What kind of food do you dislike?
I stay away from greasy food and I don’t like dishes with too much spice or cili padi. I also stay away from food that has been sitting in the serving trays for too long as these are hotbeds for bacteria to multiply. Having travelled extensively over the last two years, I have also tried some unusual things. One was a fat maggot which is known as the Wichita grub when I was with the Aborigines at Alice Springs in Australia. It was creamy and tasted like pus. I have also heard of this dish called ‘balut’ which is actually boiled eggs with the embryo inside. I can safely say that I won’t eat that even if you gave me a thousand dollars.
Do you binge or have comfort food? When and where?
I used to do things like finish a whole box of chocolates by myself when I was younger but now at 51, I have to watch what I eat. Still I do give in to chocolate bars with raisins and hazelnuts. I keep them in a drawer beside my bed so I can reach out for them when I am watching TV.
How do you spend your Sundays?
Sundays are spent at my country house where I do a lot of gardening. When I am in Kuala Lumpur I love going for dim sum brunches with family and friends.
Favourite shopping mall/pasar malam/flea market?
The Pavilion because I do all my entertaining there.
Is there a street food that you have been hoping to try out recommended by friends? Where?
I would like to explore the street food in India. That would be interesting as the cuisine differs from one region to another.

Interview 2
“Selling ice to Eskimos” by Deborah Loh, 
Credit to: TheNutGraph

In an interview on 13 Jan 2010 at his home in Kuala Lumpur, the Singapore-born Chef Wan tells The Nut Graph about the beginnings of his creative and entrepreneurial streaks as the eldest of seven children.
Can you trace your ancestry?
My maternal grandmother was Peranakan from Singapore. My great-grandfather was Japanese. He came to Singapore during World War II.
My father’s side is Indonesian. My great-grandfather came from Pulau Bengkalis, and my great-grandmother is Javanese. My dad’s family settled in Malacca.
My parents married in 1957. My dad was working in the [British] Royal Air Force in Singapore, and my mother was also working there at the Naafi [Navy, Army and Air Force Institute], the shop at the air force base which sold all kinds of British goods.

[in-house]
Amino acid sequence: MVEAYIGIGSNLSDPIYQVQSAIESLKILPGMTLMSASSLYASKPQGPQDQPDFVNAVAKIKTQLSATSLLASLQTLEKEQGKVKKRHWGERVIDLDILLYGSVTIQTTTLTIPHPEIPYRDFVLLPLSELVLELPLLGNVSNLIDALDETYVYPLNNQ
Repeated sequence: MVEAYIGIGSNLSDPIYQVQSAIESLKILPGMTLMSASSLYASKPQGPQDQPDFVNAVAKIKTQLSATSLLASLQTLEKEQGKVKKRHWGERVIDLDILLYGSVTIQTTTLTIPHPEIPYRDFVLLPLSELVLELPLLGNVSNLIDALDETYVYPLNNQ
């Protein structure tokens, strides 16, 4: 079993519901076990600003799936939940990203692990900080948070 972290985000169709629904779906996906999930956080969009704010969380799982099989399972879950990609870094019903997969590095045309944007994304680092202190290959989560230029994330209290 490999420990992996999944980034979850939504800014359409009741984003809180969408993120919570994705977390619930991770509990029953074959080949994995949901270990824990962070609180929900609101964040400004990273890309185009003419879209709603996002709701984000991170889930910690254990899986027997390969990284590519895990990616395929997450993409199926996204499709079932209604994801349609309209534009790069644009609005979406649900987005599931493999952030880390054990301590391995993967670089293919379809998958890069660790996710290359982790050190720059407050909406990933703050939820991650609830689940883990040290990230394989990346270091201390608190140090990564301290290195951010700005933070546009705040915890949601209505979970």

I was three when we moved to Kuala Lumpur. My father joined the Royal Malaysian Air Force and we lived at the Sungai Besi base.
I’m blessed to have a family where one side has Chinese blood from Singapore. On holidays there as a child, I enjoyed the modernity of the city. On my father’s side in Malacca, I could enjoy the Malay kampung environment.
What is your favourite childhood memory?
Selling kuih on the air force base. My father was a lance corporal earning 160 ringgit a month with seven children to raise. To earn more money, my mother made nyonya kuih and I would help her sell it.
At age seven, I went all over the barracks selling kuih. And believe me, I can sell ice to Eskimos. I had many competitors, anak-anak askar lain yang jual kuih, but mine was the best and always sold quickly. Because I had good PR with everyone. I was almost like a butler to some of them. I also helped them to wash clothes, shine their shoes, or buy cigarettes for the abang-abang askar. They would give me five or 10 sen for running an errand.
What kind of Malaysia would you want for yourself and future generations?
I like a society that is hardworking, full of talented people who challenge themselves. People who love the country and who want to create a more loving and caring society. If we lose our culture, we lose our bangsa and negara. When you lose your foundations, other powers will come in. That’s why the country cannot be a country where everybody only thinks for themselves. It has to be a country where everything is fair.
I want everybody to be the same because we call ourselves Malaysian. There is no such thing about a superpower race because we are one country. Akan datang, kalau prime minister Cina, Cinalah. Kalau India, Indialah. The public decides. For me it’s simple, the best individual wins. If you are lousy, we bring you down. If you are corrupted, we bring you down. Because we’re not stupid anymore. 
More info about Chef Wan, visit his official website